By: William Holmes, Ringside
Last night, Bam Boxing Promotions attempted to resurrect the careers of two hall of famers, Cassius Clay and Ray Robinson.
Brittney Rogers, the youngest female promoter in boxing, didn’t resurrect Sugar Ray Robinson from the grave and she didn’t miraculously find a cure for Parkinson’s disease so that Muhammad Ali could fight again.
She did however promote a card with two fighters who shared the same name as these legends. Ray Robinson would have made Sugar proud, Cassius Clay proved to be the exact opposite of Muhammad Ali.
The results of last night’s card follows below.
Oscar Pagan (0-0) vs. Ben Lovett (0-0); Junior Middleweight
Camden native Oscar Pagan made his professional debut against Philadelphia native Ben Lovett in the opening bout of the night. Both fighters fought out of the orthodox stance, and it was also visually apparent from the beginning that neither had a ton of experience. Pagan tried to keep Lovett at bay with his jab and was able to bloody the nose of Lovett in the first round, but Lovett applied more pressure and was by far the more aggressive fighter. Lovett landed a few heavy right hands and combinations by the ropes in rounds 3 and 4, and he fought like a bull in a china shop. Lovett’s aggression forced the judges to see the fight in his favor, and he won the bout with scores of 38-38, 40-36, and 39-37.
DeCarlo Perez (6-2-1) vs. Lenwood Dozier( 7-4-1); Junior Middleweight
Dozer came out strong in the first round, landing a two punch combination early and was more accurate in landing his counter punches. However as the fight wore on, Dozier threw less and less combos and focused on throwing one punch at a time and attempting to avoid the combinations of Perez. Perez maintained a steady body attack throughout the bout. At one point during the fifth round Dozier could be seen taunting Perez, but he was not doing anything at that time to back up his talk. There was little surprise when the scores were announced of 60-54, 59-55, and 59-55.
Cassius Clay (0-2) vs. Hasan Young (0-0); Junior Welterweight
Names can be deceiving, and the Cassius Clay that stepped into the ring on Saturday night should never, ever, ever be confused with man known as Muhammad Ali.
The debuting Hasan Young battered Clay from corner to corner, and in every single round. By the second round the fans knew that Clay had no chance. A blistering combination by Young in the third round caused Clay to take a knee in the corner and receive a standing eight count. Clay was in total retreat by the fourth round, and Young’s domination showed on the scorecards when it was announced he won with scores of 40-34, 40-33, and 40-34.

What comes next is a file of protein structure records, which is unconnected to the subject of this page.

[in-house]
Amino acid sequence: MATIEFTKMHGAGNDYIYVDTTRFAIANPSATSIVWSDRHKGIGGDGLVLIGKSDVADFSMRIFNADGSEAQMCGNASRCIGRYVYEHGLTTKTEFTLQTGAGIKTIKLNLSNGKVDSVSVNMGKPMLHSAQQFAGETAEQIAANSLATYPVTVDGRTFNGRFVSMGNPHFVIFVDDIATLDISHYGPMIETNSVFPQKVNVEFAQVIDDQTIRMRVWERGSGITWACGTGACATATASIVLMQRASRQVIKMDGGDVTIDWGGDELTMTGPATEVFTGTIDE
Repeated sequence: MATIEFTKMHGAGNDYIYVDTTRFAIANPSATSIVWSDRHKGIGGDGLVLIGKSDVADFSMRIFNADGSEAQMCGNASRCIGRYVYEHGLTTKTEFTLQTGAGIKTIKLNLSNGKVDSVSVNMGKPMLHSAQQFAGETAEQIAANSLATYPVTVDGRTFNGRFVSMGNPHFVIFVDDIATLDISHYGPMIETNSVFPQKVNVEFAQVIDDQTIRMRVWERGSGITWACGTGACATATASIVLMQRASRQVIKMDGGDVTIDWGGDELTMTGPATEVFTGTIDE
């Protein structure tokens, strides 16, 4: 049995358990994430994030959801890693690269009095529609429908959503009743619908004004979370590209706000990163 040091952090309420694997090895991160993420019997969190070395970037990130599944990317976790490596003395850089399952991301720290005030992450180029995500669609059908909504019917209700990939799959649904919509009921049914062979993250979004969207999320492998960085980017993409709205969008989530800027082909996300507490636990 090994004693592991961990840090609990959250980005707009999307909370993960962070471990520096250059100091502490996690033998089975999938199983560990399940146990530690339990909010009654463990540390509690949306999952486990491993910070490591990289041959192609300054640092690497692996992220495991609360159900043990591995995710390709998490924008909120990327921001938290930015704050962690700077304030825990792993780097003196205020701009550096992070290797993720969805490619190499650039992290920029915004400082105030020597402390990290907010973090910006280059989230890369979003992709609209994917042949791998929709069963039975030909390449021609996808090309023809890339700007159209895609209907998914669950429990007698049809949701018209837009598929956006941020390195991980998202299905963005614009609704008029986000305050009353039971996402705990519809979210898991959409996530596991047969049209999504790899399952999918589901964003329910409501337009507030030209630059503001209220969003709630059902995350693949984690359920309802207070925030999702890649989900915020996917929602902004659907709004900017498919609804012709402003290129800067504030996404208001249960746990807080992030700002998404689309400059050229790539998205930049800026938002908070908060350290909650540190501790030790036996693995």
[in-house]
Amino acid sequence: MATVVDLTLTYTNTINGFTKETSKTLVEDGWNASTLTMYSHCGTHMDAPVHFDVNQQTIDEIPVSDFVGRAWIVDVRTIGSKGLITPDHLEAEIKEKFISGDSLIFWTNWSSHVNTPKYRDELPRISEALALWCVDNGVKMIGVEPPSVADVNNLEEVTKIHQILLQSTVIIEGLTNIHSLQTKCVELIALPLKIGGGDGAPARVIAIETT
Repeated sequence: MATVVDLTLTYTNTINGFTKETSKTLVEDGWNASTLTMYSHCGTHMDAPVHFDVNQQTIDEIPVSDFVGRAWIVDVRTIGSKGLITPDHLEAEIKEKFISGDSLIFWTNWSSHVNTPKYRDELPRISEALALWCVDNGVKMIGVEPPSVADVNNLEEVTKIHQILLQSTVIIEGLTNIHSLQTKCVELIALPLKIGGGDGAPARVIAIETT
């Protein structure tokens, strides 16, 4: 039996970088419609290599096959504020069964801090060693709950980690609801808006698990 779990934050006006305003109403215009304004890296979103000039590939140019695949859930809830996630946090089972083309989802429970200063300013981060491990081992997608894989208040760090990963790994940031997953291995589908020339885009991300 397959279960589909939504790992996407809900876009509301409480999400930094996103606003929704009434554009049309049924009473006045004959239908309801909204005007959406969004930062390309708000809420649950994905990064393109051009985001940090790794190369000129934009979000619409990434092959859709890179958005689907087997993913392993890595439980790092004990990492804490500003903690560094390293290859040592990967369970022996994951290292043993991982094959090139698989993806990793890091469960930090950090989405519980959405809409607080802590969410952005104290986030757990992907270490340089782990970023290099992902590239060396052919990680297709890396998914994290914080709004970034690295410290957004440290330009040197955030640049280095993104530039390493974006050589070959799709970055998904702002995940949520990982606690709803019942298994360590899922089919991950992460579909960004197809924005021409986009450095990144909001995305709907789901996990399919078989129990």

Kareem Cooley (2-1) vs. Tevin Farmer (4-3-1); Lightweight
Kareem Cooley, a southpaw, took on Tevin Farmerin the last bout of the undercard. Cooley was the taller fighter, and was able to use it to possibly win the first round by using effective jabs and avoiding the rushing Cooley. Farmer however was undaunted, and he continued to apply pressure and trapped Cooley several times and unleashed combination to the body and head. Many of the rounds were close, but Farmer likely won them due to his aggression. By the sixth round Farmer was the fresher fighter, and was also engaging in some showboating for the judges and fans. The fight was closer than the scores showed, but Farmer took the victory with scores of 59-55, 58-56, and 59-55.
Terrance Cauthen (36-7) vs. Ray Robinson (13-2); Pennsylvania Welterweight Title
When I last saw Ray Robinson fight, he was on the undercard of a NBC Sports Network card and struggled against an older veteran that he should have been able to beat easily.
He has vastly improved since then.
He was able to regroup, and show his true potential in tonight’s main event. He took on Terrance “the Heat” Cauthen, another southpaw and a Bronze medalist from the 1996 Olympics. He was a fighter who should have been an extremely tough opponent for Robinson.
Robinson showed that he’s an accurate puncher in the first round, and easily won that round from the experienced veteran. The second round featured some confusion on the part of the referee, as Robinson slipped to the ground and the referee tried to step in between Cauthen and Robinson. They both landed a punch on each other while the referee was in between them, but Robinson had a point taken away from him for his foul.
Cauthen appeared to be a little dazed from that punch, but it did not appear to land enough to cause serious damage. Robinson was obviously upset at being docked a point, and came back with a straight left hand that cleanly knocked Cauthen down. When Cauthen got back up to beat the count, Robinson landed a vicious two punch combination that put Cauthen down for good.
Ray Robinson won the Pennsylvania Welterweight Title with a KO in the second round at 2:06.